Monday, July 7, 2014

A Glance at Spectral Music

There is a recent school of music composition that I don't think I have mentioned on this blog. Originating in France it is called "spectralism" and involves analyzing the overtone structure of musical notes. In other words, the timbre of a musical sound is regarded as structure. I wrote that and I'm not sure what it means! Maybe I just don't have the math. I did know one composer in Montreal who worked with some of these methods so perhaps I can offer that experience as the Wikipedia article seems too full of generalizations with not enough specifics to really give a clear idea.

This composer wrote a piece for percussion. Percussion instruments have particularly irregular and complex overtones and he analyzed their structure somehow and used this to mathematically derive a series of rhythmic values. I suppose you might think of it as making the vertical horizontal. In any case, analysis of the overtones gave him the rhythmic structure of the piece. My comment to him was: "that is the syntax of the piece; what is the semantic?" In other words, is there any actual expression?

The same question comes to mind as I listen to a piece by the spectralist Tristan Murail. Tom Service at the Guardian has an article up introducing spectral composition on the occasion of a festival of this music at the Aldeburgh Festival. Right now I am listening to this piece from the article:


The same question comes to mind. What is the aesthetic expression of this music? As with my composer friend, there is a description of the structuring of the music. Here is an excerpt from the Wikipedia article:
The composition of spectral music is concerned with timbral structures, especially when decisions about timbre are mathematically informed by Fourier analysis using the computer-efficient fast Fourier transform (FFT). FFTs can be run to provide graphs that illustrate details about the timbral structure of a sound which might not be initially apparent to the ear. Also, when creating sounds with computers, FFTs can be used to transform the timbre of a sound in various ways, such as by generating hybrid timbres through a collection of processes known as cross-synthesis, or applying a room reverberation to a sound by means of convolution. If the music is to be performed by live musicians (as opposed to being played electronically via computer through speakers), then these novel effects must be translated into an extended traditional notation that can be read and executed by a human being with some additional training.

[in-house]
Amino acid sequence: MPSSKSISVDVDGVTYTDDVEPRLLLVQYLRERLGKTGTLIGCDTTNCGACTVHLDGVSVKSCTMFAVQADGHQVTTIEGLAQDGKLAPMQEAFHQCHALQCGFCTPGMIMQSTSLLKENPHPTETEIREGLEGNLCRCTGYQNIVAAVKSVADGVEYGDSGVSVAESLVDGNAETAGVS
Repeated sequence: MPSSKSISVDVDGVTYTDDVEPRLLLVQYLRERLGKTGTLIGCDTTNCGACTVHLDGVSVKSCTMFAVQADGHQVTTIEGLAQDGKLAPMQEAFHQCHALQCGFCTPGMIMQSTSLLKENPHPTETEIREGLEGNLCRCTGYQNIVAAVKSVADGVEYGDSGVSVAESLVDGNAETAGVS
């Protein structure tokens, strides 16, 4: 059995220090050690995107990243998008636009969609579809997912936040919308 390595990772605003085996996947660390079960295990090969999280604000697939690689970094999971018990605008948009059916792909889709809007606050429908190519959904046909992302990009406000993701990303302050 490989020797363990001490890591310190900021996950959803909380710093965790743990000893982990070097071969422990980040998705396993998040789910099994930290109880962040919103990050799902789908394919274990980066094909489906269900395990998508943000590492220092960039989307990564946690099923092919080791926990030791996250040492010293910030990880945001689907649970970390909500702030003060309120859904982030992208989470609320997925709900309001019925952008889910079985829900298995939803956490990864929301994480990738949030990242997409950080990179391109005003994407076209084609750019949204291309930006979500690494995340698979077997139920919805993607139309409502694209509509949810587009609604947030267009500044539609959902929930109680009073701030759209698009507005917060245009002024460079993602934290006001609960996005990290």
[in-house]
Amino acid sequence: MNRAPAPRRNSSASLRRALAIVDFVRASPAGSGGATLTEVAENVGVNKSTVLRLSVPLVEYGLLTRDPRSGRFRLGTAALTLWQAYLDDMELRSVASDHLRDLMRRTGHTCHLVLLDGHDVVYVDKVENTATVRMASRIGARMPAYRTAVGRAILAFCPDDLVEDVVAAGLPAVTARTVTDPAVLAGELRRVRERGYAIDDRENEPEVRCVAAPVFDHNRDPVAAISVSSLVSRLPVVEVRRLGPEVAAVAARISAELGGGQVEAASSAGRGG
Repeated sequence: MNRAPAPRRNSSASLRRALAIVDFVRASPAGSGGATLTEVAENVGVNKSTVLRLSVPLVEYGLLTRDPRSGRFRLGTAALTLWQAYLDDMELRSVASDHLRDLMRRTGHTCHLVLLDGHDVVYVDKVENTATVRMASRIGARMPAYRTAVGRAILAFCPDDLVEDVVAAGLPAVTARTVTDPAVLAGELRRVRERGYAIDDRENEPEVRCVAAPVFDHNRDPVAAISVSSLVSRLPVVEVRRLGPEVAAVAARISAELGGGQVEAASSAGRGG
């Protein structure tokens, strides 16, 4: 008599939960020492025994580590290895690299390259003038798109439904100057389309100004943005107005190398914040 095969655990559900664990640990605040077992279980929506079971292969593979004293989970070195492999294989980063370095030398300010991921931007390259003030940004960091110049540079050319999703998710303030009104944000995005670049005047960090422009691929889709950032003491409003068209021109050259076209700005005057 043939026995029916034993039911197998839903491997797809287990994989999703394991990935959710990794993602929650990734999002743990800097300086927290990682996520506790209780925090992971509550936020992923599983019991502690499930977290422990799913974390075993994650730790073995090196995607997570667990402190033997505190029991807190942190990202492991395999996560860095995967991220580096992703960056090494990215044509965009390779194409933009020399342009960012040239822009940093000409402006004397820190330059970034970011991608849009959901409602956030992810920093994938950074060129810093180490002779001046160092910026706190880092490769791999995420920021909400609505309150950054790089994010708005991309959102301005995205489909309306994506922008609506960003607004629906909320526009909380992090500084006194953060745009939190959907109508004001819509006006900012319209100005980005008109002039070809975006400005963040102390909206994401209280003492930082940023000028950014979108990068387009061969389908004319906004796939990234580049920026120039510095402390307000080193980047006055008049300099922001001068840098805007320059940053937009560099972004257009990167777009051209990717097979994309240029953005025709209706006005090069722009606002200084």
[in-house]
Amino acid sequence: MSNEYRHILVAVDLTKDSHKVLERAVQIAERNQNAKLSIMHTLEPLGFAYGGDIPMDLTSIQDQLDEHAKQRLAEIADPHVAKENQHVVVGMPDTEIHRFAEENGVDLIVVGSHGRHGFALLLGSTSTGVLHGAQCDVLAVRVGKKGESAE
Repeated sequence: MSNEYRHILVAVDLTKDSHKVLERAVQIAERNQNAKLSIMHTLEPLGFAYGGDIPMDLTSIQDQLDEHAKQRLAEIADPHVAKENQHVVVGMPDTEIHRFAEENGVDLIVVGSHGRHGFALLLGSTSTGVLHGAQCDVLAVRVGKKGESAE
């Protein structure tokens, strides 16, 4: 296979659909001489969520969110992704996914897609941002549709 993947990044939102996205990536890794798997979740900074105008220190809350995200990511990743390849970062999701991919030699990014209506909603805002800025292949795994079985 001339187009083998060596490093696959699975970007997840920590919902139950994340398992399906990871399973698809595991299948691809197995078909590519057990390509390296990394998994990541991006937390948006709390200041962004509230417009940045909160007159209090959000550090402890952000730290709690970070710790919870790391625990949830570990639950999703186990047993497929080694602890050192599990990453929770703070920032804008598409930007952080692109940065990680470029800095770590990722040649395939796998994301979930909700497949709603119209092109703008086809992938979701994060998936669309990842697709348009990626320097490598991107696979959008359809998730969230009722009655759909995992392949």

I like to be able to figure out what is going on myself in a piece, but since I don't have the math, I will just have to take all this on faith! Let's assume that this is exactly how the composer works out the structure. But the important thing is how it sounds to the listener and perhaps the kind of math used is no more relevant to the final product than the kind of pencil used or the brand of music software used to make the score. The bottom line is how it sounds.

After listening to the piece I embedded above, also found in Tom's article, I have to say I don't find much of interest in the music. At the risk of seeming flip, I have to say it sounds like someone crunched a lot of numbers and this is what it sounds like. In other words, I don't hear much of aesthetic interest.

By way of contrast, let's take the example of a symphony by Pettersson. Apart from noticing some obvious structural features, such as concentration on a certain interval or rhythmic figure, parallel perhaps to the concentration in the Murail piece on the note 'C', I really don't know anything about how Pettersson arrived at his structure either.


But here is the point: with the Pettersson symphony I hear a great deal of aesthetic expression: the music "speaks", if you will. I just don't hear that with the Murail. Tom describes the music like this:
 defining and refining a language whose sensuality and vividness feels like it can create a whole world of feeling, from the awesome power of natural phenomena to intimate, human passion and delicacy.
The only problem I have with Tom's criticism is that he doesn't realize he is a critic! He seems to regard himself as an advocate of everything he writes about: "here, listen to this fantastic music!" Where I hear sterile noodling, he hears sensuality and vividness. Or is it just that he thinks he has to say he hears sensuality and vividness? Search me.

But if anyone has a better understanding of what the spectralists are doing, please weigh in in the comments.

3 comments:

Christopher Culver said...